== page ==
We all hear the stories of families who are moving away from Hawaii because they can’t afford to live here. You’d think that with the lowest unemployment rate in the nation, our workers would’ve seen big raises. Yet we have the lowest average wage in the nation, when you adjust for our cost of living.

Something’s out of balance. Hawaii’s workers need a minimum wage that keeps up with our cost of living. A living wage can help stop the flight of good people from their home. Lawmakers can make it happen.

Currently our minimum wage is stuck at $10.10 an hour — or only $21,000 a year for full-time work. We trail 11 other states where the minimum wage is higher than ours —even though we can all agree that the cost of living in Hawaii is effectively the highest in the nation. Seven states where the cost of living is lower than ours have already passed laws to increase their minimum wage to $15 per hour.

Our experience of the last four years of minimum wage increases in Hawaii, as well as the research tell us very clearly that raising the wage will benefit low-wage workers, their families, and the local economy.

As wages rose, Hawaii’s unemployment rate dropped by 52% and the number of restaurant server jobs also rose by 22%. Study after study shows that higher wages are good for businesses’ bottom line. Higher wages improve employee morale, productivity, and loyalty, in turn reducing costly turnover and training.

Capitol looking Mauka showing open floor plan and architectural elements.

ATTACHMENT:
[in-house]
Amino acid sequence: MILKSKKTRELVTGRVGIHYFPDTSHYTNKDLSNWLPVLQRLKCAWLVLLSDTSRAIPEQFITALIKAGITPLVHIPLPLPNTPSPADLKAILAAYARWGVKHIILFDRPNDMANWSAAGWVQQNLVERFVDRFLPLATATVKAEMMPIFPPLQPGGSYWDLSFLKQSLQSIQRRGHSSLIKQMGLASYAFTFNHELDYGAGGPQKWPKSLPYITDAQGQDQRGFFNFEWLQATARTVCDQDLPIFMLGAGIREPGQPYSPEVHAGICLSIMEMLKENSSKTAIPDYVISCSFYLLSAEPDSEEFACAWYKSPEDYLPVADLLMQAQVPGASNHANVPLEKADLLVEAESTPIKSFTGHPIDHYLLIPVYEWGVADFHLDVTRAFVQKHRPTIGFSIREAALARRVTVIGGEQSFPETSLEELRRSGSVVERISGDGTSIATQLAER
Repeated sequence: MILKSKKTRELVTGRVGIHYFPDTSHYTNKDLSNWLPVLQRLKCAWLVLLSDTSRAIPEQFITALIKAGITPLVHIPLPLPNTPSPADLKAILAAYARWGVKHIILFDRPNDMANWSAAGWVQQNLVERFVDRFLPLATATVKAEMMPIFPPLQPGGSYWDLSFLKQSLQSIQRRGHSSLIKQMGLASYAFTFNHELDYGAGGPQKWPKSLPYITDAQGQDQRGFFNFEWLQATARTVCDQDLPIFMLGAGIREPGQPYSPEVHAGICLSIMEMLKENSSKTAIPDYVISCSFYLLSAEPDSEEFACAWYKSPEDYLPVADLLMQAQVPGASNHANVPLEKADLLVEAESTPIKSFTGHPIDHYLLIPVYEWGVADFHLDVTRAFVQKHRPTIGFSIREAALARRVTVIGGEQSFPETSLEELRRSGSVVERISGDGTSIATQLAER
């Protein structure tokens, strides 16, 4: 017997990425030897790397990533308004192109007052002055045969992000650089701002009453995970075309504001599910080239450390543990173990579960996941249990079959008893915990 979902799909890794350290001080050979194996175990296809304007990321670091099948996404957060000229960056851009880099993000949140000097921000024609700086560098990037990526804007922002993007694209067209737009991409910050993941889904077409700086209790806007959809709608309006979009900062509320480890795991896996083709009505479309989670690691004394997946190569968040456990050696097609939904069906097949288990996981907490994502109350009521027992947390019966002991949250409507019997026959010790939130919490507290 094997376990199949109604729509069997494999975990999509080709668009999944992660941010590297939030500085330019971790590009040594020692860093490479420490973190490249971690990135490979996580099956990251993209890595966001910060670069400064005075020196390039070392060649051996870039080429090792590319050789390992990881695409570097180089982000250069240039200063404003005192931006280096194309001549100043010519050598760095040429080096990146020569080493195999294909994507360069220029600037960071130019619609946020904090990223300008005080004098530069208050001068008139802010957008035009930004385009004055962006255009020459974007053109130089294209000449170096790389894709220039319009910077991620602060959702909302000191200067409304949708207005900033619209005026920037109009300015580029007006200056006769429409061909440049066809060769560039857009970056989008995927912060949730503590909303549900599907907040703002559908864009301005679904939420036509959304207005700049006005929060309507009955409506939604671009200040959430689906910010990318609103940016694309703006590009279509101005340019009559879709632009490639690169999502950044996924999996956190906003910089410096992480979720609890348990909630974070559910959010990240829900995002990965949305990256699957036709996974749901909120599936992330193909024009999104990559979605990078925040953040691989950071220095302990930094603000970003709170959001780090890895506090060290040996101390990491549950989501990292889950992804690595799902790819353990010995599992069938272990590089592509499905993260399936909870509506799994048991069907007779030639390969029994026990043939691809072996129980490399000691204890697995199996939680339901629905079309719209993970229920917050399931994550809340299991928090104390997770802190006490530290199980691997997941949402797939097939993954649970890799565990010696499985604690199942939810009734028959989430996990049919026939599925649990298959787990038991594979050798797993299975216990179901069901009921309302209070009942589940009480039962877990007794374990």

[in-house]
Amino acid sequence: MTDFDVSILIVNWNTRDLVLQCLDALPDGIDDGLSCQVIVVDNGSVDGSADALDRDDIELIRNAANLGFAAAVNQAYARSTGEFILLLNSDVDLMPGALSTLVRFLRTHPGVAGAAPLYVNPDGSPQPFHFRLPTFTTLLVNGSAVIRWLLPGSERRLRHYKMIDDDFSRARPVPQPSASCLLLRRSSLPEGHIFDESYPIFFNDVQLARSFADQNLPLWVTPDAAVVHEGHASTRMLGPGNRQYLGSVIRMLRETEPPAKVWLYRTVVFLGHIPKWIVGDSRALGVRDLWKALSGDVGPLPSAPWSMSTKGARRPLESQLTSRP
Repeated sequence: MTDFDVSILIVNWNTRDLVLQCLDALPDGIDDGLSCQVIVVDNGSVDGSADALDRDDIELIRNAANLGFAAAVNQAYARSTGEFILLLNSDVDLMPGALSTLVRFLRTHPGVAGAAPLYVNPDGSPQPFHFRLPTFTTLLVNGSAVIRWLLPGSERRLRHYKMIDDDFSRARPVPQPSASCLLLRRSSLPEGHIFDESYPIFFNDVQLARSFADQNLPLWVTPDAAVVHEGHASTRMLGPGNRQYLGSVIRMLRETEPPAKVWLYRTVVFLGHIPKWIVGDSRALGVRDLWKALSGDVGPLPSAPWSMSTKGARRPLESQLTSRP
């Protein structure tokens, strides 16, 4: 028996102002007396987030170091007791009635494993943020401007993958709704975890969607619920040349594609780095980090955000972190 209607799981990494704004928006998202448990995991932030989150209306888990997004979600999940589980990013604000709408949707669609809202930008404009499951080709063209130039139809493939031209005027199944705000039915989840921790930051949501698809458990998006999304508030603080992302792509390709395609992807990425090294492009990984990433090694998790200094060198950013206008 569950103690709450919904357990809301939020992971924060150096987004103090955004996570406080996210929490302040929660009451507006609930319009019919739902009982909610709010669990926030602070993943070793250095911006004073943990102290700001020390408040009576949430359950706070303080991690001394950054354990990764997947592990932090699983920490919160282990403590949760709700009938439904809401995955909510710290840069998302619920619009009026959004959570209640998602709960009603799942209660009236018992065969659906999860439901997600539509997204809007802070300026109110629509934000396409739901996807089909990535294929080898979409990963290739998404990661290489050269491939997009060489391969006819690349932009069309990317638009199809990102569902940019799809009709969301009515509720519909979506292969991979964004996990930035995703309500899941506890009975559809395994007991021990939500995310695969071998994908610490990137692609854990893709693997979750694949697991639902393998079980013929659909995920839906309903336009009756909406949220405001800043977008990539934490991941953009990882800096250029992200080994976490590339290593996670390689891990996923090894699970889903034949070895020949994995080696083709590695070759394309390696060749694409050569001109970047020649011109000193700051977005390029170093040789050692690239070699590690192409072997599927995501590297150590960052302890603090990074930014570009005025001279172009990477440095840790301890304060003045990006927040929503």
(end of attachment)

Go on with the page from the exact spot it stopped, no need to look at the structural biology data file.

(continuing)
Two measures are still alive at the Capitol that would increase Hawaii’s minimum wage.

Cory Lum/Civil Beat

We are not yet at a minimum wage that allows people to survive. The state’s own research shows that a living wage — one on which a single person can meet basic needs — is $17 an hour.

So, what is holding us back from doing what is obviously needed? Perhaps I can dispel the fears peddled by some by sharing a little history.

What Businesses Say

In the 1990s, I was a research assistant on one of the first economic studies of a living wage, in Baltimore. I conducted primary research, pulling relevant documents from government building basements and interviewing the owners of small, local businesses.

This is what those business owners told me:

  • They wanted to pay a higher wage because their employees were like family.
  • They couldn’t just raise their wages on their own because they’d lose out to their competitors.
  • The new law made it a level playing field.
  • The new law allowed them to be the kind of employer they wanted to be: the kind that paid a living wage.

Whose lives would be lifted by a living wage?

Here in Hawaii, Hawaii Appleseed has looked at the effects of boosting our state’s minimum wage to $17 by 2024. Nearly 270,000 workers would immediately see their incomes improve. We have repeatedly heard those who oppose raising the minimum wage call it a “training wage” for teenagers. It isn’t.

The truth is less than 5% of those affected would be teenagers.

But more than 50% would be women. More than 25% would be parents. Three out of four would be 25 or older, And more than half would have at least some college education. These are the bulk of our working families, with children to support.

Over five years, additional wages will total over $1.3 billion. When minimum wage workers earn more, they plow almost all of their additional income back into local businesses, which leads to greater demand for goods and services, as well as job growth.

Smart economic planning says we should enact a living wage sooner rather than later. Plus, voters like policy-makers whose policies rev up the economy. All the data says a living wage will do just that.

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